Empathic Listening
Empathetic Listening
AspectEmpathic ListeningEmpathetic Listening
FocusEmphasis on understanding the speaker’s emotions, perspectives, and feelings.Focus on understanding and sharing the speaker’s emotions and feelings.
GoalTo deeply connect with the speaker and validate their experiences.To share and reflect the speaker’s emotions, showing understanding and support.
ProcessInvolves actively listening to emotions and non-verbal cues, reflecting the speaker’s emotions back, and providing a supportive environment.Involves understanding and sharing the speaker’s emotions through verbal and non-verbal communication.
ApplicationUsed in counseling, therapy, conflict resolution, and situations requiring deep emotional support.Common in interpersonal relationships, coaching, and supportive conversations.
OutcomeEnhances trust, builds stronger relationships, and promotes emotional healing.Strengthens bonds, fosters mutual understanding, and creates a supportive atmosphere.

How to listen empathically

Listening empathically involves tuning into the speaker’s emotions, perspectives, and experiences with genuine care and understanding. Here are some steps you can take to build your empathic listening skills: 

Create a comfortable space for sharing

Creating a comfortable space can also entail acting comfortable yourself. If the other participant in the conversation sees that you are calm, they might respond by calming down too. Consider practicing deep breathing so you are more present and attentive.

Giving the speaker a safe place for the discussion can make them more likely to confide in you. For instance, if you’re in an office, you can turn your computer monitors off and, if it will not disrupt business, turn off your phones.

Acknowledge the speaker’s feelings

Acknowledging the speaker’s feelings is a crucial aspect of empathic listening. When you acknowledge someone’s feelings, you validate their emotional experience and show that you are genuinely engaged and empathetic. 

When listening empathically, it is important to let the other party know you are considering their feelings. Although you want to keep your input to a minimum, short phrases can indicate to the speaker that you’re aware of their emotions and believe they’re important. 

For instance, you can say, “I hear you” or “I see that this brings up strong emotions.”

Pay attention to body language

The speaker may indicate discomfort with their posture and mannerisms. For instance, if they’re tapping their feet or not sitting up straight, they may be nervous. Consider responding to this with more affirmations, maintaining a confident posture and speaking slowly and calmly.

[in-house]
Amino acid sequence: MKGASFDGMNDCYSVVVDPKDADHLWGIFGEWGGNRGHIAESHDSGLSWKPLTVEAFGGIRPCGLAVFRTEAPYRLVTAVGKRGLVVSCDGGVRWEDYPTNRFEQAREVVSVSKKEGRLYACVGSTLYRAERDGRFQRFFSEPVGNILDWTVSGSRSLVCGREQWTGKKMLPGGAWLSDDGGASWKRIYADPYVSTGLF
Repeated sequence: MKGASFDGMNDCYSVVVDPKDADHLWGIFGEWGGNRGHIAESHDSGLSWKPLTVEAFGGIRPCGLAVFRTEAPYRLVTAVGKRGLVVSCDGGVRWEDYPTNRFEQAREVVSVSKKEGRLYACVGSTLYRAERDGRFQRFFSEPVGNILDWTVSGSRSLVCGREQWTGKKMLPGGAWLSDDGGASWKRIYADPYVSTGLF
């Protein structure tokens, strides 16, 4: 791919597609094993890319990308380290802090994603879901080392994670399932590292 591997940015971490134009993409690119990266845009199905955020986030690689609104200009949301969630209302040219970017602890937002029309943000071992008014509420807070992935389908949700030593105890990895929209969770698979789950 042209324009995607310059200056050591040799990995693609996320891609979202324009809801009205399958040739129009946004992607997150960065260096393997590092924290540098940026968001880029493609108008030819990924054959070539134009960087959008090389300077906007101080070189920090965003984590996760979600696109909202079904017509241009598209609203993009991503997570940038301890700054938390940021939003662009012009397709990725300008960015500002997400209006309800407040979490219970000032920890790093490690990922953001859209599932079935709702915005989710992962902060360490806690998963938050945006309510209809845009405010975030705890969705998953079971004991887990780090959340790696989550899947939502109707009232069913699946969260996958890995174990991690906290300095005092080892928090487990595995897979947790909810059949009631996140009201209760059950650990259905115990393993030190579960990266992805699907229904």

Gestures like nodding or shaking the head can reinforce or contradict spoken words. Overall, paying attention to body language helps decipher the full message someone is conveying, enhancing effective communication and empathy.

Wait to Speak

When you wait to speak, you are giving your full attention to the speaker, which shows respect and helps you understand their perspective better. This approach fosters more meaningful and effective communication, as it allows for thoughtful responses rather than reactive ones. By waiting to speak, you create a more engaging and respectful dialogue, where all parties feel heard and valued.

Holding your opinions until the other party asks for them demonstrates that you value their input and respect their wishes. If, after sharing, the speaker says, “What do you think?” you may offer your opinion. Otherwise, it is likely best to simply listen and give small acknowledgments.

Be encouraging

Being encouraging in your interactions can have a profound impact on those around you. When you offer words of support and positivity, you inspire confidence and motivation in others. Whether it’s acknowledging someone’s effort, celebrating their achievements, or offering a kind word during challenging times, your encouragement can uplift their spirits and reinforce their belief in themselves.

If someone is confiding in you, it may be because they are struggling with something that they don’t know how to manage. If and when the other party asks for your input, you can encourage them by saying “I believe you can respond to this situation”.

And “I can see that you’re kind and considerate and I think that will help you manage this challenge.” With effective encouragement, your conversation partner may feel more confident in the present situation and others going forward. 

Qualities of an Empathic listener

Empathic listening is a vital skill that involves truly understanding and connecting with the speaker.

1) Attentiveness: An empathic listener gives their full attention to the speaker, maintaining eye contact, and avoiding distractions. This shows that they value what the speaker is saying.

2) Non-judgmental: They listen without making judgments or jumping to conclusions, creating a safe space for the speaker to express themselves freely.

3) Patience: They allow the speaker to share their thoughts and feelings at their own pace, without interrupting or rushing them.

4) Active listening: This involves nodding, making affirmative sounds, and occasionally summarizing what the speaker has said to show understanding and engagement.

5) Open-mindedness: An empathic listener is open to new ideas and perspectives, even if they differ from their own, and they seek to understand the speaker’s point of view fully.

6) Emotional intelligence: They are attuned to the speaker’s emotions and respond with appropriate empathy and sensitivity, acknowledging their feelings.